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3 Soft Skills Newcomers Need!

3 Soft Skills Newcomers Need!

When you move to Canada, one of your most important concerns is finding a job, often the same position you had in the country you've come from. To accomplish this, you need to apply the effective job search strategies you've learned from courses and workshops–such as using transferrable skills, networking and targeting resumes. You also need to understand and develop people skills, or what are commonly referred to as soft skills. 

Soft skills are very important to Canadian employers; they want to make sure you'll adapt easily to their workplace. It's important to understand that the use and practice of soft skills are unique in each culture, workplace and country. What might be acceptable in your previous workplace and country may not be practiced in Canada, and vice versa. Thus, recognizing the need to learn how to apply your existing soft skills and develop new ones that will fit the Canadian workplace culture is a good start.

Your soft skills factor in as soon as you interact with others–from the time you call to confirm an appointment with reception, through your job interview, to your daily communication with your colleagues and clients.  Your knowledge of soft skills should involve continuous learning as you will use various skills for your career advancement. 

Three key soft skills that I believe every newcomer should have are communication, observation and adaptability. 


The ultimate goal of communication is to connect effectively with others. 

One of the best ways to connect is to engage in small talk.  It might sound trivial, especially if this is not a common practice in your own culture, but this is something we need to do in Canada. Learn the local language and know what the acceptable topics are to open conversations. Small talk is often done in networking events and social gatherings - you’ll never know what opportunities come out of these conversations! Here's an example of a SOPA graduate who got a job using small talk at a bus stop!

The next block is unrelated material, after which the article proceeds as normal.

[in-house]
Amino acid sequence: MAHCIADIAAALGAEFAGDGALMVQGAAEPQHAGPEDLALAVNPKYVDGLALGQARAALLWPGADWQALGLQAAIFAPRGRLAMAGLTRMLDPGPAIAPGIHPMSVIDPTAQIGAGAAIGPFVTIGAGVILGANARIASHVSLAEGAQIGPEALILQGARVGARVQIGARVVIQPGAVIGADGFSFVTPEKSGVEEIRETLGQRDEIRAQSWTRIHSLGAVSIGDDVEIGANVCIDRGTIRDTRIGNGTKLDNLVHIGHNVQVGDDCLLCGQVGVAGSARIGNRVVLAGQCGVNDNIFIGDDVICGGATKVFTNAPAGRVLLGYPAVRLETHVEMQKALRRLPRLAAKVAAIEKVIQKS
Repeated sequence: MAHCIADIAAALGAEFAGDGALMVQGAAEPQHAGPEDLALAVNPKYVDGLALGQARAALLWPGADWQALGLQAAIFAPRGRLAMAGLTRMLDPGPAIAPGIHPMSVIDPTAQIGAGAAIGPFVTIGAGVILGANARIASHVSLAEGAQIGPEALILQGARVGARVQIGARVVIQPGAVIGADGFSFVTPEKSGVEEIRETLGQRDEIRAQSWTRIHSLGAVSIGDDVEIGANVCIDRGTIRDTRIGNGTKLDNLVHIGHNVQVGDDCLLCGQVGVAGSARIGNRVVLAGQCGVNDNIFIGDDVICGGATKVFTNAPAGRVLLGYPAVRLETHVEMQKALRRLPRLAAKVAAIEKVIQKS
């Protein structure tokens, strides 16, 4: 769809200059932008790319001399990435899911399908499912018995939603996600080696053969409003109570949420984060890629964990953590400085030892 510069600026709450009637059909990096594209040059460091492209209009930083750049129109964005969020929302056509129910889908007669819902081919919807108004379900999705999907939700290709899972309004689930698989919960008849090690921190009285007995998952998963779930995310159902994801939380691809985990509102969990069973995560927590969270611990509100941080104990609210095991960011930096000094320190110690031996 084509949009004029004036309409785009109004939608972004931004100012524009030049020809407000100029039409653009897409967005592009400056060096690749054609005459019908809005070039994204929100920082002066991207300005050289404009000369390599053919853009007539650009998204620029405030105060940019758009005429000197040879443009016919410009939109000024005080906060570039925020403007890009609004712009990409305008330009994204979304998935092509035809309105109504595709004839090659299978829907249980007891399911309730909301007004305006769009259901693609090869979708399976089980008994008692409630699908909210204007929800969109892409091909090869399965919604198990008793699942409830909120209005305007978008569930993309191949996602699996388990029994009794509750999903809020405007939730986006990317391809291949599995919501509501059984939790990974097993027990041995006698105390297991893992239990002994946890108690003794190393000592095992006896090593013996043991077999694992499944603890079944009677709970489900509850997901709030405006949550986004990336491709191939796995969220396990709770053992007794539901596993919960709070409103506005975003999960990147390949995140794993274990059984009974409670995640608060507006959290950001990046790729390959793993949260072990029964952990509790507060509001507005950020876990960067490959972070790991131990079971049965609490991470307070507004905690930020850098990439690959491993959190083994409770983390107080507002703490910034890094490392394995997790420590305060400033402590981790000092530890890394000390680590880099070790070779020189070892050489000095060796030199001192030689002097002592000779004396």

As a newcomer, you should also develop your presentation skills, not just for public speaking, but more importantly, to present yourself and your ideas well. Speaking up and expressing your opinion is highly encouraged in the Canadian workplace.

LinkedIn is the best social media platform for connecting with professionals in Canada, and it's widely used by recruiters. Skilled workers and professionals should have a LinkedIn profile and understand how to network appropriately.


Observation skills are also very important for integrating into the Canadian workplace. Canada is known to have a very indirect and polite culture. People go out of their way to avoid confrontation. Your colleagues might be saying yes they agree but they actually mean “not really,” and this is shown through body language (such as a confused look), hesitation or politely disagreeing in a roundabout way.  Thus, the power of observation will help you interpret and understand what they’re really saying. This takes time and practice with a conscious effort to be attentive.


The third soft skill that immigrants should have is adaptability.  This means being open to different cultural practices and beliefs as your co-workers in Canada come from various backgrounds and professions. Adapting to the culture and to the practices you have observed will help you stay positive. If you're not used to networking and small talk, you'll need to adapt to obtain and keep a job.

Adaptability also means being open to all the cultural and professional backgrounds in this new environment. It's also about flexibility in the workplace which may entail volunteering to help co-workers on a project or accepting tasks beyond your job description.

In your quest for the job that you want, you may trip and falter, and that’s okay! The important thing is that you learn and move forward. Being able to communicate, observe and adapt will help you succeed in finding the job you want and ensure your career growth in Canada.  

To learn more about soft skills and job search in Canada, register for free online courses at

“The Myth of No Canadian Experience”
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Sunday, 17 January 2021

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